Raising Trouble: Pink and Blue Brains?
One of the most consistently jarring things about having a small child is how many conversations begin like this:
Another parent – often the expensively-educated New York Times-reading mother of at least one boy –will say, with the air of someone who is imparting a profoundly original thought, "You know, I always thought gender was socially constructed, but gosh, it's just amazing how different boys and girls really are." Her inevitable conclusion? It's all in their intractable little natures.
Here's my internal monologue at these moments:
Um, really? If your little boy enjoys trucks, as well as hitting other kids over the head with same, you can't imagine any other reasons besides testosterone? And if your little girl wants to wear pink it's just got to be those pesky double-X chromosomes. Because your friends and relations, your daycare, your playground, your nanny – and most uncomfortably, you -- couldn't possibly be part of anything so distasteful as "society."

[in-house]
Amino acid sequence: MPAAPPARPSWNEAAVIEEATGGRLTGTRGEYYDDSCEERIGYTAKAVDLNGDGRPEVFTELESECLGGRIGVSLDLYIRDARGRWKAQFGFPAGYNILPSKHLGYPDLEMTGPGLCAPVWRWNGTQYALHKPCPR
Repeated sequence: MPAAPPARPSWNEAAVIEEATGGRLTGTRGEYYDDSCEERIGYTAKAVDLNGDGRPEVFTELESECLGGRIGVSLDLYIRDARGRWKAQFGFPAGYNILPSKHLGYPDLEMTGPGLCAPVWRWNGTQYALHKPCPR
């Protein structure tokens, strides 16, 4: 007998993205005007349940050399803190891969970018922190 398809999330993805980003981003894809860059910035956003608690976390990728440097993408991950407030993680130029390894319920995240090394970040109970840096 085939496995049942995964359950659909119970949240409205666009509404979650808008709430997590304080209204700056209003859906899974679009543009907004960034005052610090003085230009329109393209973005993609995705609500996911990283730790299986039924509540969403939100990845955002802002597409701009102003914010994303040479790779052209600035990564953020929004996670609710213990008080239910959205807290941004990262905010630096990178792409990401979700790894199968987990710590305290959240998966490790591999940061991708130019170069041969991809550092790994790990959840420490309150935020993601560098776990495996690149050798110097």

I'm sure your little girl is never told how pretty she is when she dresses like Ariel the Mermaid. Your little boy has never met anyone who would tell him that Dora is just for girls, or looks away uncomfortably when he pretends to breast-feed a baby doll.
Blaming biology for everything, and using it to help us dodge responsibility for changing social relationships, is all the rage.
The child-rearing advice industry doesn't help. Just yesterday I got an email from BabyCenter.com – which has an estimated 44.8 million page views per month – telling me "How girls and boys brains are different." BabyCenter goes on to explain that "Most experts now agree that basic biology is the main reason that boys act so 'boyish' and girls act so 'girlish.'" BabyCenter explains in some detail that socialization plays a role, noting the influence of marketing and TV, but clearly sends the message that there's a scientific consensus that it's mostly about Mother Nature.
But that's not so. Neuroscientist Lise Eliot, author of Pink Brain, Blue Brain: How Small Differences Grow into Troublesome Gaps found, after an exhaustive study of the subject, "surprisingly little solid evidence of sex differences in children's brains."
Sure, there are some biological differences between boys and girls, but we make them much bigger than they need to be. Instead of trying to challenge that, we cling to determinist pseudo-science that encourages us to roll our eyes, shrug and embrace the status quo. Let's stop this nineteenth-century madness.
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